The Prime Minister said she played a crucial role in helping peace to take root in Northern Ireland and had been a "key architect" of New Labour.
Mr Blair, who appointed her Northern Ireland Secretary after the Labour victory of 1997, said she was "great company, utterly irreverent, full of life and fun".
He added: "Behind that extraordinary front presented to the world was one of the shrewdest political minds I ever encountered. She was a natural politician, could read a situation and analyse and assess it as fast as anyone." She was a "totally modern social democrat", he said, but was equally at home with traditional trade unionists.
Mr Blair added: "It is no exaggeration to say she transformed the politics not just of Northern Ireland itself but, crucially, of relations between the Republic of Ireland and the United Kingdom, and it was this transformation that created the culture in which peace-making could flourish.
Lord Kinnock, the former Labour leader, described Ms Mowlam as "one hell of a woman". He said: "She was immensely courageous - not only personally, which she demonstrated in the months leading up to her death, but also intellectually."
He added: "Her greatest gift was her normality, the fact she could relate to people, and she made even opponents get a better understanding of the arguments they were having. That was the great armament that she had and she took to Northern Ireland."
In Northern Ireland, where Ms Mowlam oversaw the talks that resulted in the Good Friday Agreement of 1998, political leaders praised her tenacity and determination in brokering the deal.
David Trimble, the Former Ulster Unionist leader, said negotiating with her had been "like a breath of fresh air". He said: "It was clear where you were and what she wanted. And you could have a good argument with her one day and have good relations with her the next day, and that's precisely what I wanted."
Martin McGuinness, the Sinn Fein chief negotiator, whose party's car was bugged on her orders, said: "She played a crucial role in the Good Friday Agreement and it is that Agreement which will be remembered as her political legacy."
Bertie Ahern, the Irish Taoiseach, said: "If politics is about securing change for the common good, the peace and prosperity we enjoy today are a measure of how Mo's sense of public service has transformed the lives of people across these islands."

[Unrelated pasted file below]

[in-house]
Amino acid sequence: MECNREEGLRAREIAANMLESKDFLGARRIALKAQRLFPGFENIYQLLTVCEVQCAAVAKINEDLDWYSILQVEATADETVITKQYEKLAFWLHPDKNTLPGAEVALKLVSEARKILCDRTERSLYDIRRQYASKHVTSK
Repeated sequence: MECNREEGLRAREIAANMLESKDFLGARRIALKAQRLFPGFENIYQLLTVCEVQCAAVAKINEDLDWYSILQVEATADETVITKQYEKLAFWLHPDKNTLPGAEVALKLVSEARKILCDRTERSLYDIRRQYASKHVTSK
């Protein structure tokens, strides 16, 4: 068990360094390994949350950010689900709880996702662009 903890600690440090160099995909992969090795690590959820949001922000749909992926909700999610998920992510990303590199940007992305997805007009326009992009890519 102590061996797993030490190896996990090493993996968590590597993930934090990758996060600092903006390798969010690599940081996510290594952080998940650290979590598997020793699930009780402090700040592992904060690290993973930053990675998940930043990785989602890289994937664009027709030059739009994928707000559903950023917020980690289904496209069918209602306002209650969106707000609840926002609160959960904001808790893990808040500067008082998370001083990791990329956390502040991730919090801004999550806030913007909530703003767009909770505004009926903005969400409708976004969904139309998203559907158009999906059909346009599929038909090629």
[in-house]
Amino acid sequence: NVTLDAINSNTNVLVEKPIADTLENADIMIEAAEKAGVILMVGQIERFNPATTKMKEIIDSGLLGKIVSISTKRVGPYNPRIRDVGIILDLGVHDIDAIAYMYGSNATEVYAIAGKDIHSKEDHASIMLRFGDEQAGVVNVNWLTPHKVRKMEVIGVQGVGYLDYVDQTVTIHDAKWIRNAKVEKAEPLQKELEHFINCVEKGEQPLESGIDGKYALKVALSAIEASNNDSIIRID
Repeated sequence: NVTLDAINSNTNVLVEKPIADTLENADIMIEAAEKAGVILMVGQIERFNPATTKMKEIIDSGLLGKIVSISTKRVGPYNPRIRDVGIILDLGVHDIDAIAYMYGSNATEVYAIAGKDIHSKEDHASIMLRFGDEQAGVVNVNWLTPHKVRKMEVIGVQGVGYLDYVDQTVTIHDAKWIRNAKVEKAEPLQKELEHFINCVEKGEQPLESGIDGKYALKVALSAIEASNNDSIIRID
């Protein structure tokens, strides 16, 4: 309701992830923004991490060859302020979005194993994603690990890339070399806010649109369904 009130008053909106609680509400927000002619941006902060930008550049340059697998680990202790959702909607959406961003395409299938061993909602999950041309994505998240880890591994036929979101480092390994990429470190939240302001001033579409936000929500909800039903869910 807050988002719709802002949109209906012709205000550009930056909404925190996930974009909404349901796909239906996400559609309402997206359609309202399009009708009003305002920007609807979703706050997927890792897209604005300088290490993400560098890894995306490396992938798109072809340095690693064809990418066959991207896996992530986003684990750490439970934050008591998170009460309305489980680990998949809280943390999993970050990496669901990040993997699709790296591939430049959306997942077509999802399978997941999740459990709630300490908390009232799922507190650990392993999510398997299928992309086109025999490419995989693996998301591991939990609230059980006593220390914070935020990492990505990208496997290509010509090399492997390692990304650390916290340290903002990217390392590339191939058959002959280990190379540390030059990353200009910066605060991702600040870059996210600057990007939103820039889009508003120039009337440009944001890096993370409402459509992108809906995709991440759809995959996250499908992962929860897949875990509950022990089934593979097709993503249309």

Irish President Mary McAleese said: "She brought great spirit and courage to all aspects of her life, both professional and personal and will be sadly missed by all who knew and worked with her."
Michael Howard, the Tory leader, said: "She displayed considerable bravery, both in her personal battle against serious illness and in tackling difficult political issues, often employing her engagingly unorthodox style to great effect. Her honesty and sense of fun enriched our national life.
Charles Kennedy, the Liberal Democrat leader,said: "She displayed great courage and deep humanity both in her public life in politics and privately coping with her illness."
Former Speaker of the House of Commons Baroness Boothroyd said: "Her death is heartbreaking for those of us who loved her, and it is tragic indeed that she did not live to see her passionate commitment for the peace process come to fruition."
Tony Blair, Prime Minister
"Behind that extraordinary front was one of the shrewdest political minds I ever encountered"
Neil Kinnock, former Labour leader
'She was one hell of a woman. Her greatest gift was her normality, the fact that she could relate to people'
David Trimble, former Ulster Unionist leader
'She was like a breath of fresh air. You could have a good argument with her one day and good relations the next'Reuse content